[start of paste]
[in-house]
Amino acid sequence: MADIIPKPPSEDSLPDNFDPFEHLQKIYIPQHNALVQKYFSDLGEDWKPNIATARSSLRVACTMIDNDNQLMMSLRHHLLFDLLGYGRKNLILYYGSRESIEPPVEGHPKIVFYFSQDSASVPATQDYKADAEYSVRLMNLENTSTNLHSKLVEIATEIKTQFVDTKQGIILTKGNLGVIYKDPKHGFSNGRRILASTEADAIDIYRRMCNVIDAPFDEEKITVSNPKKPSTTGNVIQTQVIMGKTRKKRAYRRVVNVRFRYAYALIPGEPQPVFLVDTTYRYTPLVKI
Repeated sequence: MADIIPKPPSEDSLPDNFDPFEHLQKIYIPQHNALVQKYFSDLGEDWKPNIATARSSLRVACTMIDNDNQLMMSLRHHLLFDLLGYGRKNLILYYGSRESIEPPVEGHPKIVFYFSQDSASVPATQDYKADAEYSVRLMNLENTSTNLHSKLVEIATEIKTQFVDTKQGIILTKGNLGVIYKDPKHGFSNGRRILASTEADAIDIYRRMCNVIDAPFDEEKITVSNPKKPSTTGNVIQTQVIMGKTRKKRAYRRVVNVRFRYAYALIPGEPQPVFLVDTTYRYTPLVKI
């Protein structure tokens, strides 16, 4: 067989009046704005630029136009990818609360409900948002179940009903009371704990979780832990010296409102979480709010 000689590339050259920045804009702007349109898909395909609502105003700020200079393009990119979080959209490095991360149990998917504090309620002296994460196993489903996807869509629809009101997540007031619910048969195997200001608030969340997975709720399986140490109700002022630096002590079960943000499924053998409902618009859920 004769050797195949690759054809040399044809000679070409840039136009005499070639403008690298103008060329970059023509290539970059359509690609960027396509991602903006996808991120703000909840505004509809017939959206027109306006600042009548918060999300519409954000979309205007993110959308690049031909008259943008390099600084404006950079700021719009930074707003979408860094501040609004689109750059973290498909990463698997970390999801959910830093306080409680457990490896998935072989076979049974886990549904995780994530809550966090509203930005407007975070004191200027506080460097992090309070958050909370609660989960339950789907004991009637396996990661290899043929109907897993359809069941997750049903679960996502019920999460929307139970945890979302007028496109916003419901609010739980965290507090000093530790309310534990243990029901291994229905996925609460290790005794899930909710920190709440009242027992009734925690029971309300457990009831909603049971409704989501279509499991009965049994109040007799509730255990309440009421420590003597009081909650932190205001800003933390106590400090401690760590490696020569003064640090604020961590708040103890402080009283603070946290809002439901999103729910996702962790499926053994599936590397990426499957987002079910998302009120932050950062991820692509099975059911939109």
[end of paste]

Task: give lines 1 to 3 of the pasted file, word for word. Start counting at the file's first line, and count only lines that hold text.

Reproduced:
[in-house]
Amino acid sequence: MADIIPKPPSEDSLPDNFDPFEHLQKIYIPQHNALVQKYFSDLGEDWKPNIATARSSLRVACTMIDNDNQLMMSLRHHLLFDLLGYGRKNLILYYGSRESIEPPVEGHPKIVFYFSQDSASVPATQDYKADAEYSVRLMNLENTSTNLHSKLVEIATEIKTQFVDTKQGIILTKGNLGVIYKDPKHGFSNGRRILASTEADAIDIYRRMCNVIDAPFDEEKITVSNPKKPSTTGNVIQTQVIMGKTRKKRAYRRVVNVRFRYAYALIPGEPQPVFLVDTTYRYTPLVKI
Repeated sequence: MADIIPKPPSEDSLPDNFDPFEHLQKIYIPQHNALVQKYFSDLGEDWKPNIATARSSLRVACTMIDNDNQLMMSLRHHLLFDLLGYGRKNLILYYGSRESIEPPVEGHPKIVFYFSQDSASVPATQDYKADAEYSVRLMNLENTSTNLHSKLVEIATEIKTQFVDTKQGIILTKGNLGVIYKDPKHGFSNGRRILASTEADAIDIYRRMCNVIDAPFDEEKITVSNPKKPSTTGNVIQTQVIMGKTRKKRAYRRVVNVRFRYAYALIPGEPQPVFLVDTTYRYTPLVKI